Advice

Discussion in 'Cycling Equipment' started by IzzyG, Apr 29, 2006.

  1. IzzyG

    IzzyG New Member

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    Heya guys. I have a 56 cm Soloist Team frame at the moment and have noticed that when I ride hilly routes, I get pretty bad lower back pain. However, if the roads are flat, the back pain is nonexistent regardless of distance. I'm 5ft 8" and was advised to get a 54cm frame, however the lack of stock forced me to get a 56cm frame. Since it's a compact geometry bike, I could clear the standover height. I got professionally fitted about 3 months ago and I repeat "professionally". Not from one of those guys who got certified from a weekend course either.

    So my question is, should I reluctantly get a smaller frame? And according to my inseam, I should get a 52 cm actually. Although I have a longer torso in proportion to my legs hence why I think 54cm is best. 0.o Or should I work my core more? I also could flip my stem to raise the handlebars but that also stretches me forward more. I'm thinking of just working my core alot more(which I have only started). Helppppppppppppppppppppppp~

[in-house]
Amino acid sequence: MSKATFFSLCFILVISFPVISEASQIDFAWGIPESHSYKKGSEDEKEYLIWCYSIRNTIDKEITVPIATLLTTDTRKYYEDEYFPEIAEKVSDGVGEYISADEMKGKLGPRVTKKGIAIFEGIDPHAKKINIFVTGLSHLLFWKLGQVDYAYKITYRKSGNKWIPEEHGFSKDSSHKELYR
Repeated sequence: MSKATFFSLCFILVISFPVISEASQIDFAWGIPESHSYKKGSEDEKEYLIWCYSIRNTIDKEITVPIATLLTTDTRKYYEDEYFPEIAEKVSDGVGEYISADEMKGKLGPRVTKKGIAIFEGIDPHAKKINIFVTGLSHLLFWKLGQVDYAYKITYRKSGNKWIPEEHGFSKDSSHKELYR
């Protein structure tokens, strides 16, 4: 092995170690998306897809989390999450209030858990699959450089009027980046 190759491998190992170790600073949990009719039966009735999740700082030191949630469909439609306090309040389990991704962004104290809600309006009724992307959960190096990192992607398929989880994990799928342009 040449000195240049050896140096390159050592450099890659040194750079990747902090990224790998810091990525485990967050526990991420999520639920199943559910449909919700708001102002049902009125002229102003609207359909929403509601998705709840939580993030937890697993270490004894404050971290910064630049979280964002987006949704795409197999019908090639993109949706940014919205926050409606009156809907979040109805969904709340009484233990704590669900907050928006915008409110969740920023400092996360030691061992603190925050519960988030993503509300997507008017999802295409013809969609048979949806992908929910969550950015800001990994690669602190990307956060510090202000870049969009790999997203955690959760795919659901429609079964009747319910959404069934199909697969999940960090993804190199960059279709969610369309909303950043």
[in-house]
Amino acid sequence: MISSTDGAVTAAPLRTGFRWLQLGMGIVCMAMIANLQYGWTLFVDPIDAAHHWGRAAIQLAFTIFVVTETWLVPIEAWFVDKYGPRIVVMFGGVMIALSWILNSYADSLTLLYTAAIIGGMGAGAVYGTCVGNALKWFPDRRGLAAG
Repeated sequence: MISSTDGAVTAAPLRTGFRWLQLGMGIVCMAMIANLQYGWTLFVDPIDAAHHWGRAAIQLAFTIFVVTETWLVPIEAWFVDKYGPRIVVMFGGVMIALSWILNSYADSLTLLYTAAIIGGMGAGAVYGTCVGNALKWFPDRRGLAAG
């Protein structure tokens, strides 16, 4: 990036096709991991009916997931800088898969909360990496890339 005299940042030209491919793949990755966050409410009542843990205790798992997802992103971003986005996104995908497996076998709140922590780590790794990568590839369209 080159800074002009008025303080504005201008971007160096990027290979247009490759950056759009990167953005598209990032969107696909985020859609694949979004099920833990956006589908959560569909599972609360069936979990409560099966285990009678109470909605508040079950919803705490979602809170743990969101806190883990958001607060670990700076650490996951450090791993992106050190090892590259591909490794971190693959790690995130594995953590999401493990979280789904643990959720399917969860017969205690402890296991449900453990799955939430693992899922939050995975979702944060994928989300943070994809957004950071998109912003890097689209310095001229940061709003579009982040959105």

Izzy G.
     
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  2. artmichalek

    artmichalek New Member

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    What type of pain, and how long have you been riding? If it's a sharp pain, then it's potentially a fitting issue and you should get back in touch with the person who did your fitting. Even the experts don't always get everything right the first time. If the pain more of a dull muscle ache, then it's a strength issue. It only pops up on the climbs because you're pushing harder with your lower back muscles. With more miles your muscles will get stronger. Also try to include your back in your post ride stretching. It's easy to forget.
     
  3. gclark8

    gclark8 New Member

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    Izzy, you failed to give us your age, this could be a key factor in size consideration. I have a couple of stem raisers for friends in your position, too low, and too old. :)
     
  4. dhk

    dhk New Member

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    The 56 cm may give you too much reach to the bars. What did the pro fitter tell you? If he recommended a smaller frame, I'd probably go with that. You could also get a shorter reach stem of course.

    Second what Art said. Lower back pain on a tough, hilly ride is nothing unusual for many of us, particularly the first few hard rides in the spring. A lot of this fit stuff depends on your core strength and flexibility, IMO, but would say core strength work and daily stretching is a good idea for most all cyclists.
     
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